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Gucci boss pledges label to go fur-free in 2018

By Danielle Wightman-Stone


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Business |IN DEPTH

Italian fashion house Gucci is to go fur-free from next year and will be auctioning off all of its remaining animal fur items, the label’s president and chief executive Marco Bizzarri announced at the 2017 Kering Talk at the London College of Fashion.

Gucci joins a host of the luxury fashion labels and retailers including Armani, Hugo Boss, Yoox Net-a-Porter, Ralph Lauren, and Stella McCartney, which is also owned by luxury conglomerate Kering, and will become part of the international Fur Free Retailer Program, an initiative from the Fur Free Alliance, an international group of more than 40 organisations that campaigns on animal welfare and promotes alternatives to fur in the fashion industry.

“Sustainability is a big issue in a corporation, especially in fashion. We are not perfect, but we are doing our best to improve what we are doing,” said Bizzarri. “Sustainability to me is to make a company like Gucci, sustainable or recyclable, as well to create an environment for everyone to live well, to earn a proper salary.”

Bizzarri added: “Today the world is changing so fast, it’s not even an option not to change.”

One of the big announcements that came from the Kering Talk was the fact that Gucci will become fur-free with its spring-summer 2018 collection, a move that came about thanks to Gucci’s creative director, Alessandro Michele, who was appointed in 2015, said Bizzarri, who he expressed has “a shared belief in the importance of the same values”.

Bizzarri added: “Being socially responsible is one of Gucci’s core values, and we will continue to strive to do better for the environment and animals. With the help of Humane Society International and LAV, Gucci is excited to take this next step and hopes it will help inspire innovation and raise awareness, changing the luxury fashion industry for the better.”

Commenting on the news, Kitty Block, president of Humane Society International, said: "Gucci going fur-free is a huge game-changer. For this powerhouse to end the use of fur because of the cruelty involved will have a huge ripple effect throughout the world of fashion.

“A staggering one hundred million animals a year still suffer for the fur industry, but that can only be sustained for as long as designers continue to use fur and consumers purchase it. So we commend Gucci's compassionate decision, and for helping to ensure that the future of fashion is fur-free.”

Gucci to go fur-free from spring/summer 2018

Gucci’s fur-free policy will include mink, coyote, raccoon dog, fox, rabbit, and karakul (otherwise known as Swakara, Persian lamb or astrakhan) and all others species specially bred or caught for fur. The Italian fashion label will instead replace its fur products with pieces made of faux-fur, wool and new fabric innovations.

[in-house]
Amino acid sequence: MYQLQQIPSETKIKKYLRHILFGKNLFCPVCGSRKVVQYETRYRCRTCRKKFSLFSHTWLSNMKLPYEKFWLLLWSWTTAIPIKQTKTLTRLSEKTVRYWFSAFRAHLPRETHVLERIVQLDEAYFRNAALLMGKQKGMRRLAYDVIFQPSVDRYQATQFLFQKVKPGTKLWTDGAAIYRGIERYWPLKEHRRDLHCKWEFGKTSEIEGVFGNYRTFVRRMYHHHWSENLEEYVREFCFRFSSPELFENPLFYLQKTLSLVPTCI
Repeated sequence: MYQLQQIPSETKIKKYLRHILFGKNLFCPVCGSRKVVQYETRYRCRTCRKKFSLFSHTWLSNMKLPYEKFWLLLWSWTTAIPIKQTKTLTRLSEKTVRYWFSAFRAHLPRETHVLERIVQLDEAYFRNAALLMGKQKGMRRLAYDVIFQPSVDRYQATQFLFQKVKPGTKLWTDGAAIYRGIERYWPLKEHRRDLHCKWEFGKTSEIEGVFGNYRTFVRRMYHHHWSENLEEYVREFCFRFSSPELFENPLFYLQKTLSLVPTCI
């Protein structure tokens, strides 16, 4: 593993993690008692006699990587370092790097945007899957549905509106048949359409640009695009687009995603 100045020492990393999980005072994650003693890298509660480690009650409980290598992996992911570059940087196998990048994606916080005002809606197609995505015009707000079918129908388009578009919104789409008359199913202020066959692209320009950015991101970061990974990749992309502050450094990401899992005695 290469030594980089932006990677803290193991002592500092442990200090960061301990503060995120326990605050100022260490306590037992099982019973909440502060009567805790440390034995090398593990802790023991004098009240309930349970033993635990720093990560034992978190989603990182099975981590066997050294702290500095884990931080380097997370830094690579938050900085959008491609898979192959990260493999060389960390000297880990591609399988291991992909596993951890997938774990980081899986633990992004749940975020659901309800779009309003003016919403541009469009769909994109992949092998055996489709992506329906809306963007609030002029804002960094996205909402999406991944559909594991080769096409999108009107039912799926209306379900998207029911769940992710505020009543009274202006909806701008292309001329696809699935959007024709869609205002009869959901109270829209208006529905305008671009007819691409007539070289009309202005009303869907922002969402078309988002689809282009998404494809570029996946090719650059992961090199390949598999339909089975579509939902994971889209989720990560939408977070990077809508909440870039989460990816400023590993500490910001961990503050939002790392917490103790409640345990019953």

As part of the change, the fashion house’s remaining animal fur items will be sold at auction, with the proceeds going to the animal rights organisations Humane Society International and LAV.

Joh Vinding, chairman of Fur Free Alliance, added: “Gucci’s new fur free policy marks a game-changer for the whole luxury fashion industry to follow. Gucci is taking a bold stand for animals, showing the world that the future of fashion is fur-free.”

PETA, which has long been critical of Gucci’s use of fur in its collections, released a statement from president Ingrid Newkirk stating: "After more than 20 years of PETA protests against Gucci's kangaroo-fur loafers and seal-fur boots, Gucci has finally pledged to join Armani, Ralph Lauren, and Stella McCartney in the ranks of fur-free fashion houses.

"The writing was on the wall: Today's shoppers don't want to wear the skins of animals who were caged, then electrocuted or bludgeoned to death. Until all animal skins and coats are finally off the racks of clothing stores worldwide, PETA will keep up the pressure on the clothing and fashion industry."

Gucci commits to female empowerment with Unicef donation

The move is part of the luxury brand’s wider 10-year ‘Culture of Purpose’ sustainability plan, which is focused on three major pillars: environment, humanity, which focuses on the welfare of its employees through gender equality, diversity, and inclusion, and ‘new models’, an incubator that will promote innovation within the company.

The approach, Bizzarri explained is making “sustainability an intricate part” of the Gucci business.

In addition, the fashion house also confirmed that it is to donate 1 million euros as a founding partner of Unicef's Girls Empowerment Initiative to fund teenage education and health drives. The moves comes as Bizzarri added that over 60 percent of Gucci’s employees are women and that gender diversity was a priority for the luxury label.

Images: courtesy of Kering

Fur Free
Marco Bizzarri